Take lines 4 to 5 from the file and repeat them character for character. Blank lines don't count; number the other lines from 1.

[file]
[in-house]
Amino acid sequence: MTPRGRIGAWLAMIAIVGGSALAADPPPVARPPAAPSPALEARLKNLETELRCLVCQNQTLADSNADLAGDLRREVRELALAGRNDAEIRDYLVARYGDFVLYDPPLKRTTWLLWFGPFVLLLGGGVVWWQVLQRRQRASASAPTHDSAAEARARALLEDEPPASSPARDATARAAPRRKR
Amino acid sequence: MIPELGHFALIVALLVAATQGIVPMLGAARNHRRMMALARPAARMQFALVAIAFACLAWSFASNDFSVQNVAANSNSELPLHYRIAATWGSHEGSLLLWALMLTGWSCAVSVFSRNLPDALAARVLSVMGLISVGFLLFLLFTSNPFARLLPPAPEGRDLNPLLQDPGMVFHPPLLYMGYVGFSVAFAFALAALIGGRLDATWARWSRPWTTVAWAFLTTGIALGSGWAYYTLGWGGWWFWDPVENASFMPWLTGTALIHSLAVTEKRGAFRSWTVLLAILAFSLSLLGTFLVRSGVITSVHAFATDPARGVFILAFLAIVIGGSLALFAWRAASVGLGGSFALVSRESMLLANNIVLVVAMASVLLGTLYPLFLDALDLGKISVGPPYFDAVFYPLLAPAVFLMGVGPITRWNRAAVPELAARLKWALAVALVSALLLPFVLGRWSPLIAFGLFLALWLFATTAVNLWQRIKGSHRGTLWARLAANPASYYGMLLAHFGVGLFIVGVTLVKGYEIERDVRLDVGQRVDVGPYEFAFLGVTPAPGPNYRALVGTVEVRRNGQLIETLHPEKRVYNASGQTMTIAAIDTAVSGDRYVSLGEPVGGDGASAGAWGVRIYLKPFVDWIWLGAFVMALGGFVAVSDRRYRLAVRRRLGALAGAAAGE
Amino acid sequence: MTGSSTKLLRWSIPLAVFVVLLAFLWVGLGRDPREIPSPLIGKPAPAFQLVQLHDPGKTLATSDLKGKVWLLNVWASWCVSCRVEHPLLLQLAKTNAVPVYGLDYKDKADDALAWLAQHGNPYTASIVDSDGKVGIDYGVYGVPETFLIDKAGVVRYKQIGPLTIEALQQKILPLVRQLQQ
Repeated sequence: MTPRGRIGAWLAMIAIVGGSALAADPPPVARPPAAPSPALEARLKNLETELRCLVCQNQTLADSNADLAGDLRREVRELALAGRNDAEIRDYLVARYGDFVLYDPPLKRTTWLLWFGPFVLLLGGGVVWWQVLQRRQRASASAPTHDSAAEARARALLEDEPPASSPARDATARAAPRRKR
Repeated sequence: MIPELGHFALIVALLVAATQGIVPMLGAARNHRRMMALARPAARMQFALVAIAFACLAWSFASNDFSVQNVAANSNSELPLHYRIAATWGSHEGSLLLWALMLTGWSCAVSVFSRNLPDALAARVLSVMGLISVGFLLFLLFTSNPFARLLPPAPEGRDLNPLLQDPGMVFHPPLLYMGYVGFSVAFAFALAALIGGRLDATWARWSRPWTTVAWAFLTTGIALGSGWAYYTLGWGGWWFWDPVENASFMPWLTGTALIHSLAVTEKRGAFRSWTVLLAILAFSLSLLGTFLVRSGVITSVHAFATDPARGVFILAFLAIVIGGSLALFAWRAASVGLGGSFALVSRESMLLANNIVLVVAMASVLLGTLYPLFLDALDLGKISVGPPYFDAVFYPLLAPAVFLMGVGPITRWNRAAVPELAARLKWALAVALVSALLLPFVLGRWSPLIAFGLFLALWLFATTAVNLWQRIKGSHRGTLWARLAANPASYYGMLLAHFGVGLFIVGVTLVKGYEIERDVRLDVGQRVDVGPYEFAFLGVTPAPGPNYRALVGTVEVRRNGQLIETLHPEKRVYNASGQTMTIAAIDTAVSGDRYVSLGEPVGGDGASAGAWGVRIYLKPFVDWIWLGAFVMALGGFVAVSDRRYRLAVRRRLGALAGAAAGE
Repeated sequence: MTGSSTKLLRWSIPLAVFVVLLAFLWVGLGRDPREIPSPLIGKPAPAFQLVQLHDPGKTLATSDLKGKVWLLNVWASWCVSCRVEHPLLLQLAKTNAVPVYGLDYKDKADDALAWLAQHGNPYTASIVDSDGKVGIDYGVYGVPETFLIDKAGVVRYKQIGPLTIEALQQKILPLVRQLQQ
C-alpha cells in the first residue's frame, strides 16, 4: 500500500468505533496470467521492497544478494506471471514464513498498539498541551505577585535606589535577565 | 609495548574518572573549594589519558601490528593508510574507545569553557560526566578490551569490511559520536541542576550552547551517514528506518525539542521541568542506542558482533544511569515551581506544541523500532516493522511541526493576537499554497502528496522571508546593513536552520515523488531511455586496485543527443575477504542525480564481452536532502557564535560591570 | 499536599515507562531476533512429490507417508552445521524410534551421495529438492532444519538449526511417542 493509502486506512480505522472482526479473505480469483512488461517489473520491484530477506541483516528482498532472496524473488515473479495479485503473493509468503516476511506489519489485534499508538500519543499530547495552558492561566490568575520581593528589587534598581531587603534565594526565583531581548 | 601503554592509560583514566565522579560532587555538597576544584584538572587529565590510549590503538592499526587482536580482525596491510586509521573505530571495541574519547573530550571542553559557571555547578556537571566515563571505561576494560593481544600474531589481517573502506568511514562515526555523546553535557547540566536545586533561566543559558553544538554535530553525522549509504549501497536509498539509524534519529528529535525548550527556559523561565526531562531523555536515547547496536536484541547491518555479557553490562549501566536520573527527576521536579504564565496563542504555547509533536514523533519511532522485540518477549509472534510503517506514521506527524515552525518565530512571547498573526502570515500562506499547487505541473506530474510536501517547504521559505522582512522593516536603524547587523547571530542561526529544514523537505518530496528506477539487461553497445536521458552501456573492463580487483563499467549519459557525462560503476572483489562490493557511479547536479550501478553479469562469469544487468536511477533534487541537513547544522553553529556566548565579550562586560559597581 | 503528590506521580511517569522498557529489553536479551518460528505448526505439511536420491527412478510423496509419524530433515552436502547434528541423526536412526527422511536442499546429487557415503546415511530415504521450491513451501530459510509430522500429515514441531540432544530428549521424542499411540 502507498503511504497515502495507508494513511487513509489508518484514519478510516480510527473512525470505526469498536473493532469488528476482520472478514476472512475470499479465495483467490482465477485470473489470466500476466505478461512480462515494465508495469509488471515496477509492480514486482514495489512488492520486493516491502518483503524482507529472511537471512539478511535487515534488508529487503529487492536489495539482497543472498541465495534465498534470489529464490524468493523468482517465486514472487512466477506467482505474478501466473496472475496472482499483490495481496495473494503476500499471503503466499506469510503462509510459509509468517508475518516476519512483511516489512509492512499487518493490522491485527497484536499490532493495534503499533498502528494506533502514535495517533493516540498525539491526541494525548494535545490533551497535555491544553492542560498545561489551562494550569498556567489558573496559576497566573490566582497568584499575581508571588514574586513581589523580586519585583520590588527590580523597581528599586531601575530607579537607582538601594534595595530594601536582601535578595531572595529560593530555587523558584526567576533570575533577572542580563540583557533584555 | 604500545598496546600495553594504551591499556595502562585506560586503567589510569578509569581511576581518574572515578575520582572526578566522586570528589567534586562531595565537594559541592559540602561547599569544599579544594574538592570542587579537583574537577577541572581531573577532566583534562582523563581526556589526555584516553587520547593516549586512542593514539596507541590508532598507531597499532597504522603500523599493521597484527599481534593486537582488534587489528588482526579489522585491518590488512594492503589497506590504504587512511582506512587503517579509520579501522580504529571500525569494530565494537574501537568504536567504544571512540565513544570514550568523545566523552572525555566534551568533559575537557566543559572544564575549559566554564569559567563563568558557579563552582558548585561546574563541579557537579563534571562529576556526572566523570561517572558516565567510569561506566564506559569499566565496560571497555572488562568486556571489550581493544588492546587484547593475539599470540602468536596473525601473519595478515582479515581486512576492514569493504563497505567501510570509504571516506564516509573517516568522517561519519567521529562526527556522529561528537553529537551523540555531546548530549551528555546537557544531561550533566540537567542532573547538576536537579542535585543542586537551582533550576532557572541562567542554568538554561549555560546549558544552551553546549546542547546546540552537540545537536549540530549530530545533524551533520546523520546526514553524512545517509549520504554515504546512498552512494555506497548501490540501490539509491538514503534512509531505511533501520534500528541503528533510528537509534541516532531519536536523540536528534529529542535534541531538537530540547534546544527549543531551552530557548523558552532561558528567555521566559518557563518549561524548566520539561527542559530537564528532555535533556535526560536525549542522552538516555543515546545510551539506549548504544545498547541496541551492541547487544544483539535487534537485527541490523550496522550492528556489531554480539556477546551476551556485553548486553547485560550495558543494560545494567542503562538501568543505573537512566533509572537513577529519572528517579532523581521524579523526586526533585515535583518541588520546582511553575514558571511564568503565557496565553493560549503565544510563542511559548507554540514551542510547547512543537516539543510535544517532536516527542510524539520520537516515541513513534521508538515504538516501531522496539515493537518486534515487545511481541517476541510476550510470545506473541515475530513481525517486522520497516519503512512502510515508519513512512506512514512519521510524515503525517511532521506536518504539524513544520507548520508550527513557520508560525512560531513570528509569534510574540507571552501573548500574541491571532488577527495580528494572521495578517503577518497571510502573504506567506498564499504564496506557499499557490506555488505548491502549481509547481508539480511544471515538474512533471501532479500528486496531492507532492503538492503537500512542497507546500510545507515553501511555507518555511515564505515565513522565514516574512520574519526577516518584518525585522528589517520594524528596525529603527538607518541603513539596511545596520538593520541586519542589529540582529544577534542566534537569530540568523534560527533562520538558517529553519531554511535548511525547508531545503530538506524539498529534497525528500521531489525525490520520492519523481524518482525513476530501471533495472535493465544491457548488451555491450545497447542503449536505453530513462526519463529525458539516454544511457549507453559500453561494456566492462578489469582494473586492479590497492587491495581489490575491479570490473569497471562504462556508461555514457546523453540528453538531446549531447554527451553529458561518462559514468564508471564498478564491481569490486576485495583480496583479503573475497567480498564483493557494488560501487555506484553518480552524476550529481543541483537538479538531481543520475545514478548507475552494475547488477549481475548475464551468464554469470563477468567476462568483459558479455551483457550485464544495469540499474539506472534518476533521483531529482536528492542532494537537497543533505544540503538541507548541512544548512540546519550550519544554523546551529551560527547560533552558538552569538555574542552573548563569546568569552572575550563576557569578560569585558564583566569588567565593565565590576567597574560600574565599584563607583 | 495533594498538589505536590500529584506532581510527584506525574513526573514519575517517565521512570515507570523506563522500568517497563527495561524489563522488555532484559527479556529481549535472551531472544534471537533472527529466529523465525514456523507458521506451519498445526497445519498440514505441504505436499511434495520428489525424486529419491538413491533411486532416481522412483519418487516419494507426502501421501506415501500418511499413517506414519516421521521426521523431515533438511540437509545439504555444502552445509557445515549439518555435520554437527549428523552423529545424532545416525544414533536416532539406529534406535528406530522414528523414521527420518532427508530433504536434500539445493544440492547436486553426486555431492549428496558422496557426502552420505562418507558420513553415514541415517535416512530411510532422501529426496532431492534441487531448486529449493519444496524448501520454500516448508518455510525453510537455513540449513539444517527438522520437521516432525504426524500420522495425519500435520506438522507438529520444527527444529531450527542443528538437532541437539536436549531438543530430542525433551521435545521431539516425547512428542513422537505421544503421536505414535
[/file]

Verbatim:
Amino acid sequence: MTGSSTKLLRWSIPLAVFVVLLAFLWVGLGRDPREIPSPLIGKPAPAFQLVQLHDPGKTLATSDLKGKVWLLNVWASWCVSCRVEHPLLLQLAKTNAVPVYGLDYKDKADDALAWLAQHGNPYTASIVDSDGKVGIDYGVYGVPETFLIDKAGVVRYKQIGPLTIEALQQKILPLVRQLQQ
Repeated sequence: MTPRGRIGAWLAMIAIVGGSALAADPPPVARPPAAPSPALEARLKNLETELRCLVCQNQTLADSNADLAGDLRREVRELALAGRNDAEIRDYLVARYGDFVLYDPPLKRTTWLLWFGPFVLLLGGGVVWWQVLQRRQRASASAPTHDSAAEARARALLEDEPPASSPARDATARAAPRRKR